He [McLatchie] asks (again, rhetorically): “If Matthew was trying to enlighten his readers about whose partner was which among the twelve disciples, then why does he fail to mention that the disciples were sent out in pairs?” Matthew would not need to explicitly mention they were sent out in pairs in order for him to corroborate Mark’s details. A Designed Corroboration simply requires that the author makes a conscious decision to include a piece of information missing from the published Gospel he had read. A cognitive thought by the author to include some missing piece of information from another Gospel negates the feature of undesignedness. Odd, it would be, if McLatchie were to suggest that for any independent information appearing in partially dependent narrative, that the author would have no inkling of a thought to provide that further information.
Jaros suggests that it would be “odd” if an author would include additional details without the intention of explaining the content of another source. Jaros presumes that anything included in the gospel accounts that explains the material in another source must have been included with the other source in mind and with the intention of explaining the other source. This comes rather close to begging the question against undesigned coincidences. For sure, Jaros’ proposal is a possible explanation. But is it a probable explanation? Not really.
Jaros goes on,
This leads us to the Matthean priority scenario. If Matthew wrote first and Mark had a copy of Matthew, then perhaps Mark intentionally described to us how the disciples were sent out (since Matthew’s Gospel did not explicitly mention it). Interestingly enough, in setting up the situation for the reader, McLatchie writes, “Mark’s gospel however, fills in the missing detail ….” This is fascinating because on the Design Corroboration hypothesis, Mark does fill in the missing detail! But it is done so intentionally. So the DC advocate concurs with the wording of McLatchie’s remark! Except, in this case, McLatchie does not believe Mark intentionally “fills in” the missing information. He thinks “two-by-two” is not a summary of the parings by Mark. It would be a summary of the manner in which they were sent, assuming Mark seeks to briefly corroborate Matthew’s list. Indeed, Mark had already provided a list of names and to provide said list with the pairings in the style of Matthew would have been redundant. Additionally, McLatchie makes an accurate point that “there is no need” for Mark to summarize. But it was not argued that Mark needed to summarize; just that he did (or might have, more accurately stated).
If Mark invented the detail about Jesus sending out the disciples two-by-two in order to explain Matthew’s pairing of the disciples in his list in Matthew 10:1-4 then it seems odd that Mark does not group the disciples into pairs in his own listing of the disciples in Mark 3:16-19. Mark’s mention of Jesus sending out the twelve two-by-two does not naturally cause the reader to think of Matthew’s list of the Twelve, nor does Matthew’s pairing of the Twelve in his list naturally draw the readers’ mind to Jesus sending the disciples out two-by-two, reported in Mark. The appearance of casualness and non-deliberateness is what makes this an undesigned coincidence.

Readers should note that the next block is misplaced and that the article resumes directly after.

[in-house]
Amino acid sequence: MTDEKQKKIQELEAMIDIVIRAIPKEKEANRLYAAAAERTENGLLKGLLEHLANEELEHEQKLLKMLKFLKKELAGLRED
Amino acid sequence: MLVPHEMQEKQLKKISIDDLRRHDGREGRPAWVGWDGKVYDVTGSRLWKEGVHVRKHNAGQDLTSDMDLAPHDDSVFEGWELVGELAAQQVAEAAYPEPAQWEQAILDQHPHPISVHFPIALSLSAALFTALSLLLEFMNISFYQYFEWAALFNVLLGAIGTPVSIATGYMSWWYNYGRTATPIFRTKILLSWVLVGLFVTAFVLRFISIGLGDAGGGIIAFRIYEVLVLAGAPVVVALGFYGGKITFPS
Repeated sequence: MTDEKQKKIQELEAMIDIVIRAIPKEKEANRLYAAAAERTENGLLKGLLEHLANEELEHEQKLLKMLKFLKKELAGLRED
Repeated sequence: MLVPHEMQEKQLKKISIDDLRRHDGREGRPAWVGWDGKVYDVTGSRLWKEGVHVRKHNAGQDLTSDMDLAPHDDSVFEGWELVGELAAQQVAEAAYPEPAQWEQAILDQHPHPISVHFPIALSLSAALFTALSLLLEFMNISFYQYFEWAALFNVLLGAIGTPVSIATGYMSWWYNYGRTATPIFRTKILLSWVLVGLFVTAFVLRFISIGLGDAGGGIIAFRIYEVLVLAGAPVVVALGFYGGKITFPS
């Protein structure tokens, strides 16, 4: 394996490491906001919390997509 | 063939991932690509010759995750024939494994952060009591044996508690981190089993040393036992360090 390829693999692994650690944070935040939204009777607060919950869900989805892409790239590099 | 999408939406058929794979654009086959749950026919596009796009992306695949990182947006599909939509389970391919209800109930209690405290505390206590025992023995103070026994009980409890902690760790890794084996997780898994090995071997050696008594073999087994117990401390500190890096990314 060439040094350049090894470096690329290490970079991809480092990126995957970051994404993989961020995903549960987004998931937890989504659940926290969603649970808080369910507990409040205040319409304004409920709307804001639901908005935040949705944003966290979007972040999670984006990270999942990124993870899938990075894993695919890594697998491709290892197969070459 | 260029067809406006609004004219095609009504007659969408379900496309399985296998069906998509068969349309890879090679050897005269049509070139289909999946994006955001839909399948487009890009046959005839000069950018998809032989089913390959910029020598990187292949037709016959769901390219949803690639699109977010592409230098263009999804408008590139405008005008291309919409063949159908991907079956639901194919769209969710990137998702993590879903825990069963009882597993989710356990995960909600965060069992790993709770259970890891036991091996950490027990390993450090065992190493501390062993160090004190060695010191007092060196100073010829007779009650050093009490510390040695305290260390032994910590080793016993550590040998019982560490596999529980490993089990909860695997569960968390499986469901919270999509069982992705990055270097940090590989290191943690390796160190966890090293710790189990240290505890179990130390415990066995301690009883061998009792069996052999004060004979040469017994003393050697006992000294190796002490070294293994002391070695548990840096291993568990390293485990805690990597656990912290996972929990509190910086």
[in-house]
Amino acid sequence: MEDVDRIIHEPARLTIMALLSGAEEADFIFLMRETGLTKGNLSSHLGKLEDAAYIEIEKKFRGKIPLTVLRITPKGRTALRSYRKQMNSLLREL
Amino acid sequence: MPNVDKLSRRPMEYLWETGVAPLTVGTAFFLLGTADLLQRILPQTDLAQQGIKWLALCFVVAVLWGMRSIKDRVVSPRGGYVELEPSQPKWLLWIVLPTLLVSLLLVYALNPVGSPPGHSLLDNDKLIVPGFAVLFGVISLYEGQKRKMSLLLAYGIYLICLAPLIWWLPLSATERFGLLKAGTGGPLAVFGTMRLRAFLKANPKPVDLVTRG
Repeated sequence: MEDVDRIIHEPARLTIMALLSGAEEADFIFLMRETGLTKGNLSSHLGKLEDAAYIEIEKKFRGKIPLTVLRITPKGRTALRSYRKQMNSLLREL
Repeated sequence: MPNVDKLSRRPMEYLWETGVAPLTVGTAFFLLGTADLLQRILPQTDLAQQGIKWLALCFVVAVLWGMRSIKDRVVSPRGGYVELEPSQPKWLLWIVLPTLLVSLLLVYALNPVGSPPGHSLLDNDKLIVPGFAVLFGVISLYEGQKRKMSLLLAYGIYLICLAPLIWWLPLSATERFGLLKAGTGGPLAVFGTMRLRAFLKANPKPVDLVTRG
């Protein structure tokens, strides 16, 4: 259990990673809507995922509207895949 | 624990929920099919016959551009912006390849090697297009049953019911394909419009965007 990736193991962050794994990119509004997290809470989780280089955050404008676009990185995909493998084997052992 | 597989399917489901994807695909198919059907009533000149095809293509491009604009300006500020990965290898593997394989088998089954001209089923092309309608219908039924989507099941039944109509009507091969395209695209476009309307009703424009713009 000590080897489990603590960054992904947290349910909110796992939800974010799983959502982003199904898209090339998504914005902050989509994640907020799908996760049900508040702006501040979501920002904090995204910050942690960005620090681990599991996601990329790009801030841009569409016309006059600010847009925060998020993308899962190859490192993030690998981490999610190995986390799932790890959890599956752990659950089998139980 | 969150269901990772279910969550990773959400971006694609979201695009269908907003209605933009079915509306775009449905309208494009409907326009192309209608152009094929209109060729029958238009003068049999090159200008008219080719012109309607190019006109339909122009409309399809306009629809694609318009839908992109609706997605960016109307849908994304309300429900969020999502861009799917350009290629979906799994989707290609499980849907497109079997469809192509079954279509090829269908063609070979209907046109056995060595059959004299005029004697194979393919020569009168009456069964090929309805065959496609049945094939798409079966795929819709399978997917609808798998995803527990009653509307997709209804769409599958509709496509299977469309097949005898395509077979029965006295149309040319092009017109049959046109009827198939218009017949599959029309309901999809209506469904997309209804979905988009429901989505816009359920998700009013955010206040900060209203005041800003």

Herod’s Servants (Matthew 14:1, Luke 8:3)
On the second example Jaros discusses (i.e. Herod speaking with his servants about Jesus), Jaros had previously offered two scenarios as an alternative to identifying it as an undesigned coincidence. Jaros summarizes,
First, I noted that if the information came from Joanna in “a written account (notes) or simply were the source of an oral tradition” then Matthew could have provided the detail of the servants, but Mark (6:14-29) and Luke (9:7-9) redacted it.
Jaros retracts the latter possibility since, he acknowledges, “mere oral tradition would be insufficient as a defeater for the concept of the UC.” He, however, reasserts that,
If, however, there were a written source containing both details, that would cause a problem of the UC. In difference to McLatchie, that written source would not need to include the listing of women who followed Jesus from Galilee. It would just have to mention that Joanna is the source of the content from Herod’s court. The authors edit that detail out and there would only be the appearance of independence in the text (like how the blindfolding of Jesus example shows appearance of independence between Matthew and Luke, but once you include Mark, all of that gets tossed out). This plausible scenario (with admittedly no evidence) seems less likely than the preferred option: Matthew editorializes Mark 6:14-29. The proposal here is that, given Markan priority, Matthew transfers a statement from one person to Herod in order to compress the account.
Jaros here seems to think that he can just hypothesize — with no evidence at all — that something was in a common source and was subsequently edited out by the author. He draws a comparison to the blindfolding and striking of Jesus, an undesigned coincidence between offered by some apologist (such as J. Warner Wallace), but which the McGrews and I do not use, since Mark contains both pieces of the coincidence and hence it can be quite readily explained by incomplete copying. However, the fact that we find both sides of that coincidence in Mark does not make it reasonable to make up the idea, without any evidence whatsoever, that both parts of some other undesigned coincidence were in some common source that we do not possess. This is the very definition of an ad hoc fallacy.